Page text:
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Instructions for downloading and reading EPUB files

Apple devices

The iBooks application must be installed on your Apple device before you can read the EPUB.
Different ways to download an EPUB file to your Apple device:

  • email EPUB files to yourself and transfer the attachment to iBooks.
  • copy EPUB files into DropBox (or a similar service) and use the DropBox app to send them to iBooks.
  • open EPUB files directly from Mobile Safari and open them in iBooks, where they are saved automatically by downloading the EPUB from the website.

Need more help? Visit: http://support.apple.com/kb/HT4059

Kobo

To download an EPUB file to your Kobo from a Windows computer:

  • download and save the EPUB directly onto your desktop.
  • connect your Kobo to your computer using the USB cable and tap “Connect” on your eReader.
  • select “Open folder to view files” to view the contents of your Kobo.
  • navigate to where you have stored your EPUB file in “Finder”, in documents or downloads, and drag and drop it into the Kobo window. You can now disconnect your Kobo to read the eBook.

To download an EPUB to your Kobo from a Mac:

  • download and save the EPUB directly onto your desktop.
  • connect your Kobo to your computer using the USB cable and tap “Connect” on your eReader.
  • open your “Finder” application.
  • select “Kobo eReader” from the listed devices to view the contents of your Kobo.
  • navigate to where you have stored your EPUB file in “Finder”, probably in documents or downloads, and drag and drop it into the Kobo window. You can now disconnect your Kobo to read the eBook.

Turn on your Kobo and your EPUB will be located in “eBooks”, while a PDF will be located in “Documents”.
Need more information? Visit: http://www.kobo.com/help/koboaura/response/?id=3784&type=3

Sony Reader

To download an EPUB file on your Sony Reader™:

  • ensure you have already installed the Reader™ Library for PC/Mac software
  • select the eBook you want from our website and click the link to download it.
  • connect the Reader™ to your computer.
  • open the Reader™ Library software and click “Library” in the left-hand pane and select the eBook to view it.

Need more help? Visit: https://au.readerstore.sony.com/apps_and_devices/

Amazon Kindle 2nd Generation devices

EPUB files can’t be read on the Amazon Kindle™. However, like most eReaders, Kindle™ 2nd Generation devices are able to display PDFs. We recommend that you download the PDF version of this booklet if you would like to read it on a Kindle™.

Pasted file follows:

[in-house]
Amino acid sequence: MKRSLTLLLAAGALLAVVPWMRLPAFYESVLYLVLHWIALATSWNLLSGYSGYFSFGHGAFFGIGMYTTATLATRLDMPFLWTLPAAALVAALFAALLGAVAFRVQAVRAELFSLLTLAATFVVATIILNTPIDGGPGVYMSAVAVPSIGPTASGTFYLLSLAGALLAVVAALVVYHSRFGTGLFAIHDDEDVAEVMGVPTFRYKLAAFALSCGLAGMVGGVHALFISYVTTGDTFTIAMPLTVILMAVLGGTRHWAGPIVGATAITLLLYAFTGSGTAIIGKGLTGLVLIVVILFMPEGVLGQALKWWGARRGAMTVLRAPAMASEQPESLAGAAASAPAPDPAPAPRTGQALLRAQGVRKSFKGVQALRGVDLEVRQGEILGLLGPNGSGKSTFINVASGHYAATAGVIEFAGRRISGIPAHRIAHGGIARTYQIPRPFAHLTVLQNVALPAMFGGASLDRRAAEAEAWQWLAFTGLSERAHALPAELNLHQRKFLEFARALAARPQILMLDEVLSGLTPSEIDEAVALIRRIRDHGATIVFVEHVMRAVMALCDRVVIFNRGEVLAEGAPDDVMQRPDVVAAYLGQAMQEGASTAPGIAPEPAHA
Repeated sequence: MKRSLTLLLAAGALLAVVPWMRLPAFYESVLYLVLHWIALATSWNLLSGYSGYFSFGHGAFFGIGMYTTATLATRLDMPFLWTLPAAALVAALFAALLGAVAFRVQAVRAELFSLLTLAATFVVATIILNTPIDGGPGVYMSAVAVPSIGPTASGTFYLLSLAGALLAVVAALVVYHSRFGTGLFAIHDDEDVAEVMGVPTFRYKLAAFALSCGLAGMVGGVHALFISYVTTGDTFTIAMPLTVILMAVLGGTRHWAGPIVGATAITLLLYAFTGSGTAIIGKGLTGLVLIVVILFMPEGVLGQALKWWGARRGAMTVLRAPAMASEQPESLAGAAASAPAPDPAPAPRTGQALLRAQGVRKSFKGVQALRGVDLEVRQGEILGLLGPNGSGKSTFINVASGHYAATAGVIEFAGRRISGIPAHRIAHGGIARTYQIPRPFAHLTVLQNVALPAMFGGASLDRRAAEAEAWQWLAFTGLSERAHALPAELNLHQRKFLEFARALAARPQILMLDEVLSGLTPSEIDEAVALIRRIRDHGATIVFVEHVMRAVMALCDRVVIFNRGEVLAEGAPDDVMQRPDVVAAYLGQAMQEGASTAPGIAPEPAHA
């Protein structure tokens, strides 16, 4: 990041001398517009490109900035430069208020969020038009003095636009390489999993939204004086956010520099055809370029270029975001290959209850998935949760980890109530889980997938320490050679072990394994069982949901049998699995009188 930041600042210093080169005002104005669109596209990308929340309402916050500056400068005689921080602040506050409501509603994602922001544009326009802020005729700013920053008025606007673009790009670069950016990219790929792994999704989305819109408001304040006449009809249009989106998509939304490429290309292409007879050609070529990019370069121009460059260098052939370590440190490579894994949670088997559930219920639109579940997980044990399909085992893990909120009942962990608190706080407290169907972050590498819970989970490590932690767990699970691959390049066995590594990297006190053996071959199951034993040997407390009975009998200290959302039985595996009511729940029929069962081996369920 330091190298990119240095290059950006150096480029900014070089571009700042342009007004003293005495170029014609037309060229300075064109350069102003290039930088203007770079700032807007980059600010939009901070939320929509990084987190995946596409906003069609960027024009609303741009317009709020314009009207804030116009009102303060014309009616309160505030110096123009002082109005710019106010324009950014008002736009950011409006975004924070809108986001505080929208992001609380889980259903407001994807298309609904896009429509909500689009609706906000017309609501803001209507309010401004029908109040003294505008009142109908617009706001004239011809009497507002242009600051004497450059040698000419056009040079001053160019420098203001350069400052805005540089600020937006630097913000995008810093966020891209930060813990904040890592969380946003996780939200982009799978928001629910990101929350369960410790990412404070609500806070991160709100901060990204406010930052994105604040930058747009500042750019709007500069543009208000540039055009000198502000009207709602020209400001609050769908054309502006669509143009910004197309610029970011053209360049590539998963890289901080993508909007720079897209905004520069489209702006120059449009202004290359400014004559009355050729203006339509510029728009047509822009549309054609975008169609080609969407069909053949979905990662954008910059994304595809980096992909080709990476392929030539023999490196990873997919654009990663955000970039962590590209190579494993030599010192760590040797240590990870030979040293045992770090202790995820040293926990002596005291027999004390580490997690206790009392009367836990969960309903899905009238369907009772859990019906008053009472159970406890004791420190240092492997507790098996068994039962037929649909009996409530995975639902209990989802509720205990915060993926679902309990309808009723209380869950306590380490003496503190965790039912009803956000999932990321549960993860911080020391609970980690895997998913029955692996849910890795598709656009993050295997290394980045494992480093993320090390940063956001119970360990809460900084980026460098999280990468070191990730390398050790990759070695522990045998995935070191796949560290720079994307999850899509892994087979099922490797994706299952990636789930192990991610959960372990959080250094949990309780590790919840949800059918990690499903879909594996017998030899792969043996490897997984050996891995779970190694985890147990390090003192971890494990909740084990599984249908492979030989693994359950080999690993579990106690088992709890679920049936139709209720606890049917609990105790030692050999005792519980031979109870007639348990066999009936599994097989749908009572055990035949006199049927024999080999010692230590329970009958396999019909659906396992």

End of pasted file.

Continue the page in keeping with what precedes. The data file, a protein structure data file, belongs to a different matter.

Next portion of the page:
To transfer a PDF to your Kindle™ via USB cable from your computer or Mac:

  • download the PDF directly onto your computer.
  • connect the USB cable to your computer’s USB port, and the micro USB end of the cable to your Kindle™. Note: the Kindle™ won’t be available as a reading device while it is connected to your computer until it has been disconnected.
  • open the Kindle™ drive and several folders will appear inside. The “Documents” folder is where you will need to copy or drag the PDF to.
  • safely eject your Kindle™ from your computer and unplug the USB cable. Your content will appear on the Home Screen.

Kindle also provides a Kindle Personal Documents Service that allows users to send documents as an attachment directly to your eReader. For more information on this service, visit http://www.amazon.com/gp/help/customer/display.html/ref=help_search_1-1?ie=UTF8&nodeId=200767340&qid=1395967989&sr=1-1
For more information on accessing a PDF on your Kindle™, visit www.amazon.com/manageyourkindle, log in to your account and click on Personal Document Settings.
Need more help? Visit https://www.amazon.com/gp/help/customer/display.html?nodeId=200375630

Android and PC

You can also download and open eBooks on Android devices and PCs with appropriate apps or software installed. Suitable eReader apps for Android include Google Play Books, FBReader and Moon+ Reader. Suitable software for PCs include Calibre and Adobe Digital Editions.


This information was last reviewed in November 2019